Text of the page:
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Posts related to scalability

  • Lost messages are just as bad as lost luggage

    You’re standing in the airport, waiting to pick up your bag. Did you ever stop to think about all the software systems involved in tracking your luggage on your journey? From the moment you drop it off at your departure airport to the moment you breathe that sigh of relief as it shows up on the baggage carousel is a complex story of messaging and system integrations.

    I recently had the opportunity to chat with the lead developer for the luggage arrival system at a major Asian international hub. 1 He told me how using NServiceBus made it possible to get all the systems in the airport to work together reliably.

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    1. Unfortunately, it's impossible to name names without getting a bunch of lawyers involved. The names have been changed (well, just omitted) to protect the innocent.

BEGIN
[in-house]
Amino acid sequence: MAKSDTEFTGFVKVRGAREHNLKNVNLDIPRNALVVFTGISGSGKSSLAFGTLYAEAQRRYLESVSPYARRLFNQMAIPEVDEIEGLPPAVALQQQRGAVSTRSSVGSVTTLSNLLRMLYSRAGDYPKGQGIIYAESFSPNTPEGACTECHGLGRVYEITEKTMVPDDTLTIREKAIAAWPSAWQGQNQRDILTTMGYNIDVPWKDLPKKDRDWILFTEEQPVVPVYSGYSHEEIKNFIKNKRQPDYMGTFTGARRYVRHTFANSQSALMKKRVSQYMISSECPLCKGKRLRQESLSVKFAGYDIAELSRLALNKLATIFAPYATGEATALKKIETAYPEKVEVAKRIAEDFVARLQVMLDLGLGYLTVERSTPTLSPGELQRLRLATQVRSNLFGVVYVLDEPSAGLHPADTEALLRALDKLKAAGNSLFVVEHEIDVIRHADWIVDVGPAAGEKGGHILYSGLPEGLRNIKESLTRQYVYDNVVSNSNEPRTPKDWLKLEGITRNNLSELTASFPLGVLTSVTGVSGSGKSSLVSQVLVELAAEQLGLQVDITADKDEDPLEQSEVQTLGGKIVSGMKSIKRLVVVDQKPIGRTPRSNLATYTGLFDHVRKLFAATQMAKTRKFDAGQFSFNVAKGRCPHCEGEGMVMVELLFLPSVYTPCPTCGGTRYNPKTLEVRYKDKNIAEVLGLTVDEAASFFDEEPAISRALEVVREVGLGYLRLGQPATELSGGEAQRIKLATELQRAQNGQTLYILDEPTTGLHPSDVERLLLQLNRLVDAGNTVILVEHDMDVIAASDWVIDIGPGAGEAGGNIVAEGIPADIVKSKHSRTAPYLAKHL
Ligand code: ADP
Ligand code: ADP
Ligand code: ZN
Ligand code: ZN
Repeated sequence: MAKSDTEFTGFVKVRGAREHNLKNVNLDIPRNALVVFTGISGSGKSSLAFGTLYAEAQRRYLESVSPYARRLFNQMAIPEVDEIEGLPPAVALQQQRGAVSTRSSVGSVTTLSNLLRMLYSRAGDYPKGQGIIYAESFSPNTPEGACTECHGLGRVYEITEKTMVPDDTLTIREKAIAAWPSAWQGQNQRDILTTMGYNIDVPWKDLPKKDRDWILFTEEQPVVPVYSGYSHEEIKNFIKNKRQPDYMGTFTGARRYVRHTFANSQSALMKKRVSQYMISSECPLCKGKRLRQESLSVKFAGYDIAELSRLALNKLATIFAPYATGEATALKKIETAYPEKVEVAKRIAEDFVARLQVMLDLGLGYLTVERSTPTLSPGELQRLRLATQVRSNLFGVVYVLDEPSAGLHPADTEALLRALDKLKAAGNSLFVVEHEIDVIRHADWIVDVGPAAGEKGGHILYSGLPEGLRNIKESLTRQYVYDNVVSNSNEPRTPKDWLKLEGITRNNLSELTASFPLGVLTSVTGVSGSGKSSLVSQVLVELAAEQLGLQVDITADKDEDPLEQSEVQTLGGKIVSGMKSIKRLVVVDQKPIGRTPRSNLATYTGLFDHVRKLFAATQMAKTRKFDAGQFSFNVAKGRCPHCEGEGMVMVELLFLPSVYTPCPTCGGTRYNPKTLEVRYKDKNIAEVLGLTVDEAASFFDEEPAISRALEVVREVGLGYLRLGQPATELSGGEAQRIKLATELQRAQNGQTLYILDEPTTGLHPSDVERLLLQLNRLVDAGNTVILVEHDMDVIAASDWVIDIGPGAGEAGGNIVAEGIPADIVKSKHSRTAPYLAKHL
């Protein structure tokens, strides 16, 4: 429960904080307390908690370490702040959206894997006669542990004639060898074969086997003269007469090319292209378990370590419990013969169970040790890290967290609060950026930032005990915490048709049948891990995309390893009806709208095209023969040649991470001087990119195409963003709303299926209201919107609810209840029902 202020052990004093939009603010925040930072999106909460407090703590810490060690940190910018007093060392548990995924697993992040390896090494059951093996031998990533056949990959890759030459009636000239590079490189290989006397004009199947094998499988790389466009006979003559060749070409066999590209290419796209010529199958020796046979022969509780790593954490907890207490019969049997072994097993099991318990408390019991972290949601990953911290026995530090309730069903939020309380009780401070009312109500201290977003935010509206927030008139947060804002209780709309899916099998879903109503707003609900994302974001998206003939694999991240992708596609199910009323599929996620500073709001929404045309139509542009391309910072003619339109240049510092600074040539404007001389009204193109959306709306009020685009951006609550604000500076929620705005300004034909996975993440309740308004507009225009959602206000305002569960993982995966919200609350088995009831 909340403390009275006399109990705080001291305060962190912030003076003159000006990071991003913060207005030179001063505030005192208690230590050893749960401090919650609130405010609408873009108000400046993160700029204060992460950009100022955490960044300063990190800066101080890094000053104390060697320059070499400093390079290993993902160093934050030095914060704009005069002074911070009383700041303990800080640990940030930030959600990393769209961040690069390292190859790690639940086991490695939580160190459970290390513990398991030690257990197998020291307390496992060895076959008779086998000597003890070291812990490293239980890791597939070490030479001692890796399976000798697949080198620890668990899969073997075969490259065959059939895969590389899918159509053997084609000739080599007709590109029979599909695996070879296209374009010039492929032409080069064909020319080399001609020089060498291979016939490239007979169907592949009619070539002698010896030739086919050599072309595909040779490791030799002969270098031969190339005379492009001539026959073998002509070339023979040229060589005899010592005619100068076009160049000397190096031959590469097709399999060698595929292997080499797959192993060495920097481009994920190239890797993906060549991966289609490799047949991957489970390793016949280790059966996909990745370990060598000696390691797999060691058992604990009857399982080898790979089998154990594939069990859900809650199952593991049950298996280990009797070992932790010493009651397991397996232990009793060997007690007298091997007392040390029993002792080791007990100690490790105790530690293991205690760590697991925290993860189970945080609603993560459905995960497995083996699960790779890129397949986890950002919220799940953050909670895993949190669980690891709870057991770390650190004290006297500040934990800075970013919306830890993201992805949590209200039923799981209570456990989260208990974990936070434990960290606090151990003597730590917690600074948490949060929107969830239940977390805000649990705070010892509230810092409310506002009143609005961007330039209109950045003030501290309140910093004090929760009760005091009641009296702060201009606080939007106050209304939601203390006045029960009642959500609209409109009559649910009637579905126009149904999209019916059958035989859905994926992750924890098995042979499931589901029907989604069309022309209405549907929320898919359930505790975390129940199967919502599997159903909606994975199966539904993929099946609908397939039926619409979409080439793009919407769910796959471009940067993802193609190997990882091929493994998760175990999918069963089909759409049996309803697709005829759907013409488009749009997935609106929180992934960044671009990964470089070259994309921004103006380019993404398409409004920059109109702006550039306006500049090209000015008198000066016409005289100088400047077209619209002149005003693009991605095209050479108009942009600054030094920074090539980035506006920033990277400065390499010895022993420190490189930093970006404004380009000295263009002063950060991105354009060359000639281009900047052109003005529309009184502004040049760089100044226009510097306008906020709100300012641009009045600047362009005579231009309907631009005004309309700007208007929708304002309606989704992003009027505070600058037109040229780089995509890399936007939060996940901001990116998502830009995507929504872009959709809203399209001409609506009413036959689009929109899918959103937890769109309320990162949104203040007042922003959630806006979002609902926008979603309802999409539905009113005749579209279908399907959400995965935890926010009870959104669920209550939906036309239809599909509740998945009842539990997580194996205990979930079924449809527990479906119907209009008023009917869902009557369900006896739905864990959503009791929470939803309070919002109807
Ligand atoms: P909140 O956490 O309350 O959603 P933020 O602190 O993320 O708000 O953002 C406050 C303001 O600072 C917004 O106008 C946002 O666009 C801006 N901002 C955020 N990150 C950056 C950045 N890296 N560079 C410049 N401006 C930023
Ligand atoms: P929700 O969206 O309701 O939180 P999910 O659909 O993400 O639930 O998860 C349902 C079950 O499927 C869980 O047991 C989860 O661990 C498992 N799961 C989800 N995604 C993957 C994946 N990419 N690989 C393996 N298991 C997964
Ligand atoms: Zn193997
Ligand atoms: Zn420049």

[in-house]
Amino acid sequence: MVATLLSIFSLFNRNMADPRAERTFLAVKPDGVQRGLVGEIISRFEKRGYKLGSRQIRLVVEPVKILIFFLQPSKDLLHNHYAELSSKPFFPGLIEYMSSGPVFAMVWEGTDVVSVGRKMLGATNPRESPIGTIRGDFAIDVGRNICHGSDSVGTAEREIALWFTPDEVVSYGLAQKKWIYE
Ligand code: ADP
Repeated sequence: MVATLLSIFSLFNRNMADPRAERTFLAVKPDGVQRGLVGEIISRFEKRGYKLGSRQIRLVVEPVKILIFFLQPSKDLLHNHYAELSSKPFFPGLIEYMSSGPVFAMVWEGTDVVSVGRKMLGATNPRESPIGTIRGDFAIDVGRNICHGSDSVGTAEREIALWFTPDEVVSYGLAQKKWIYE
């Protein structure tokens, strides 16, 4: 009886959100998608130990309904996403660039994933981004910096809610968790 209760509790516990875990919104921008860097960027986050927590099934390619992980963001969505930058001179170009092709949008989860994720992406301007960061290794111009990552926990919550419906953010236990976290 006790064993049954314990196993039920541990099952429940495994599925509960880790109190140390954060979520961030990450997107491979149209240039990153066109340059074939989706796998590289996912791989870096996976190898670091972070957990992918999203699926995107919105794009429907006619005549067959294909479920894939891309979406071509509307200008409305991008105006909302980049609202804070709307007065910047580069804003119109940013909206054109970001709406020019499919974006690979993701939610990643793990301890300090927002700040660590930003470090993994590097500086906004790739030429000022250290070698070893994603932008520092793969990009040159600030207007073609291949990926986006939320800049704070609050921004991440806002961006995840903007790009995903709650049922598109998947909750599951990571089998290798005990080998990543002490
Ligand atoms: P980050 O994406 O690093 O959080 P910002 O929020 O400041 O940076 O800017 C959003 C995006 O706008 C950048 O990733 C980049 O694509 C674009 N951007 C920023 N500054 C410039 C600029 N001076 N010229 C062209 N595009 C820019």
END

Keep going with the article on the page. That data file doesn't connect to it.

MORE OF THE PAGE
2. Well, hopefully. The bag source messages really represent the bags checked in from the outbound port, not the aircraft. So there's no way to know whether a bag made it onto the aircraft! 😬

  • What Starbucks can teach us about software scalability

    Starbucks Drive Thru

    In 2004, Gregor Hohpe published his brilliant post “Starbucks Does Not Use Two-Phase Commit.” When I read it, my time working at Starbucks during my college years suddenly became relevant. Over the years, I gradually realized there’s even more that programmers can learn from the popular coffee chain.

    Although many people may want to build scalable software, it can be much harder than it first appears. As we work on individual tasks, we can fall into a trap, believing all things are equally important, need the same resources, and happen synchronously in a predefined order.

    It turns out they don’t—at least not in scalable systems, and certainly not at Starbucks.

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